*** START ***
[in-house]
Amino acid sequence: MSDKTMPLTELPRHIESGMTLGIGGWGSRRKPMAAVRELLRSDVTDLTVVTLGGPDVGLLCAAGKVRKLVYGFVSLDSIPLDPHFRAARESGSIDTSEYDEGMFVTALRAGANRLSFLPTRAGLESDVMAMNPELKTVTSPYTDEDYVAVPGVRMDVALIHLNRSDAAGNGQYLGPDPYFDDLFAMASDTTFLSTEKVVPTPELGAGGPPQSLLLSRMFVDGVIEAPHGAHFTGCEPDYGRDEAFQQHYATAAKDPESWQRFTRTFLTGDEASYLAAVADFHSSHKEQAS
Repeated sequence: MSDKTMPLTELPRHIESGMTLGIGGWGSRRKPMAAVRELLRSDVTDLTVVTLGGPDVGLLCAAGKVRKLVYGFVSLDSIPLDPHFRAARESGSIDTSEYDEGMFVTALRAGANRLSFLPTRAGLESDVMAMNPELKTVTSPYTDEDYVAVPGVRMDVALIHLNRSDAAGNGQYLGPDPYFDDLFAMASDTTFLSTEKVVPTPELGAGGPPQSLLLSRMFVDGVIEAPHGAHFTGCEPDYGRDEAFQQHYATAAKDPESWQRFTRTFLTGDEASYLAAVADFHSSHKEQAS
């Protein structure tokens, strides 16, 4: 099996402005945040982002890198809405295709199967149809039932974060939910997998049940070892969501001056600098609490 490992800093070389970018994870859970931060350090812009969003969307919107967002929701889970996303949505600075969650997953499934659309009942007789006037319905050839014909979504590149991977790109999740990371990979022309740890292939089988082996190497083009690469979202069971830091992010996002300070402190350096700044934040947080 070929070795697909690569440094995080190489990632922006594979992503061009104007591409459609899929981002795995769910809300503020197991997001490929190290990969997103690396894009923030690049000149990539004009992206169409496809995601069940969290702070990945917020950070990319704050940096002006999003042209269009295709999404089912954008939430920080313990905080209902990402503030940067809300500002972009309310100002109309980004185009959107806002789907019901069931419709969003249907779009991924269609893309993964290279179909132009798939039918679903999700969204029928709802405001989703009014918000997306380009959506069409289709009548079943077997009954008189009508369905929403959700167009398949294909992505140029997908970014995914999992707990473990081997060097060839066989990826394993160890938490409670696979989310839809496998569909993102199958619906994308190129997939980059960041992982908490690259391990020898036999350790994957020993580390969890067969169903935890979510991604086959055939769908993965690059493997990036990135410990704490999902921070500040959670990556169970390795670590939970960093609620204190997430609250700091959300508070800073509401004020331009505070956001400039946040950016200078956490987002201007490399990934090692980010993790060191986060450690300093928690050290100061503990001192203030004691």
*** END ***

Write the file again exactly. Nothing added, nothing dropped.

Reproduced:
[in-house]
Amino acid sequence: MSDKTMPLTELPRHIESGMTLGIGGWGSRRKPMAAVRELLRSDVTDLTVVTLGGPDVGLLCAAGKVRKLVYGFVSLDSIPLDPHFRAARESGSIDTSEYDEGMFVTALRAGANRLSFLPTRAGLESDVMAMNPELKTVTSPYTDEDYVAVPGVRMDVALIHLNRSDAAGNGQYLGPDPYFDDLFAMASDTTFLSTEKVVPTPELGAGGPPQSLLLSRMFVDGVIEAPHGAHFTGCEPDYGRDEAFQQHYATAAKDPESWQRFTRTFLTGDEASYLAAVADFHSSHKEQAS
Repeated sequence: MSDKTMPLTELPRHIESGMTLGIGGWGSRRKPMAAVRELLRSDVTDLTVVTLGGPDVGLLCAAGKVRKLVYGFVSLDSIPLDPHFRAARESGSIDTSEYDEGMFVTALRAGANRLSFLPTRAGLESDVMAMNPELKTVTSPYTDEDYVAVPGVRMDVALIHLNRSDAAGNGQYLGPDPYFDDLFAMASDTTFLSTEKVVPTPELGAGGPPQSLLLSRMFVDGVIEAPHGAHFTGCEPDYGRDEAFQQHYATAAKDPESWQRFTRTFLTGDEASYLAAVADFHSSHKEQAS
């Protein structure tokens, strides 16, 4: 099996402005945040982002890198809405295709199967149809039932974060939910997998049940070892969501001056600098609490 490992800093070389970018994870859970931060350090812009969003969307919107967002929701889970996303949505600075969650997953499934659309009942007789006037319905050839014909979504590149991977790109999740990371990979022309740890292939089988082996190497083009690469979202069971830091992010996002300070402190350096700044934040947080 070929070795697909690569440094995080190489990632922006594979992503061009104007591409459609899929981002795995769910809300503020197991997001490929190290990969997103690396894009923030690049000149990539004009992206169409496809995601069940969290702070990945917020950070990319704050940096002006999003042209269009295709999404089912954008939430920080313990905080209902990402503030940067809300500002972009309310100002109309980004185009959107806002789907019901069931419709969003249907779009991924269609893309993964290279179909132009798939039918679903999700969204029928709802405001989703009014918000997306380009959506069409289709009548079943077997009954008189009508369905929403959700167009398949294909992505140029997908970014995914999992707990473990081997060097060839066989990826394993160890938490409670696979989310839809496998569909993102199958619906994308190129997939980059960041992982908490690259391990020898036999350790994957020993580390969890067969169903935890979510991604086959055939769908993965690059493997990036990135410990704490999902921070500040959670990556169970390795670590939970960093609620204190997430609250700091959300508070800073509401004020331009505070956001400039946040950016200078956490987002201007490399990934090692980010993790060191986060450690300093928690050290100061503990001192203030004691």